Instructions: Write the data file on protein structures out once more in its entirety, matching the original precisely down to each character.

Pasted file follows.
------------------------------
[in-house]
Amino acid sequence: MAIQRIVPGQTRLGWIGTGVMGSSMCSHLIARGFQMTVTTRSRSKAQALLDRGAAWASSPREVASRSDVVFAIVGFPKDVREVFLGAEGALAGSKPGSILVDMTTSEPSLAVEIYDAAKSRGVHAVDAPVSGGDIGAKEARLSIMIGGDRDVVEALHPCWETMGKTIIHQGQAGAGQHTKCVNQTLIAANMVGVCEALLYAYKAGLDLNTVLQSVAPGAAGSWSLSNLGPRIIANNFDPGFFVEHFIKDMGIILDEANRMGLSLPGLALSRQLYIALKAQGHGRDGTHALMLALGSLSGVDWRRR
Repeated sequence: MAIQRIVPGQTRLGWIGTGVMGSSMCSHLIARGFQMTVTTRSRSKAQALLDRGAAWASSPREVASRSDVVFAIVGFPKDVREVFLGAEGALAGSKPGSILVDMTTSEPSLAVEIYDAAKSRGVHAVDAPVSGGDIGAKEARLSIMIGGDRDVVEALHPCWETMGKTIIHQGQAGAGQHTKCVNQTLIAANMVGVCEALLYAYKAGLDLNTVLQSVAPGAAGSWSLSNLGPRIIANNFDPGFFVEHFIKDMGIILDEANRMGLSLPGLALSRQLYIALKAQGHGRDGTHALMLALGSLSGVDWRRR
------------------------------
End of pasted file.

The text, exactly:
[in-house]
Amino acid sequence: MAIQRIVPGQTRLGWIGTGVMGSSMCSHLIARGFQMTVTTRSRSKAQALLDRGAAWASSPREVASRSDVVFAIVGFPKDVREVFLGAEGALAGSKPGSILVDMTTSEPSLAVEIYDAAKSRGVHAVDAPVSGGDIGAKEARLSIMIGGDRDVVEALHPCWETMGKTIIHQGQAGAGQHTKCVNQTLIAANMVGVCEALLYAYKAGLDLNTVLQSVAPGAAGSWSLSNLGPRIIANNFDPGFFVEHFIKDMGIILDEANRMGLSLPGLALSRQLYIALKAQGHGRDGTHALMLALGSLSGVDWRRR
Repeated sequence: MAIQRIVPGQTRLGWIGTGVMGSSMCSHLIARGFQMTVTTRSRSKAQALLDRGAAWASSPREVASRSDVVFAIVGFPKDVREVFLGAEGALAGSKPGSILVDMTTSEPSLAVEIYDAAKSRGVHAVDAPVSGGDIGAKEARLSIMIGGDRDVVEALHPCWETMGKTIIHQGQAGAGQHTKCVNQTLIAANMVGVCEALLYAYKAGLDLNTVLQSVAPGAAGSWSLSNLGPRIIANNFDPGFFVEHFIKDMGIILDEANRMGLSLPGLALSRQLYIALKAQGHGRDGTHALMLALGSLSGVDWRRR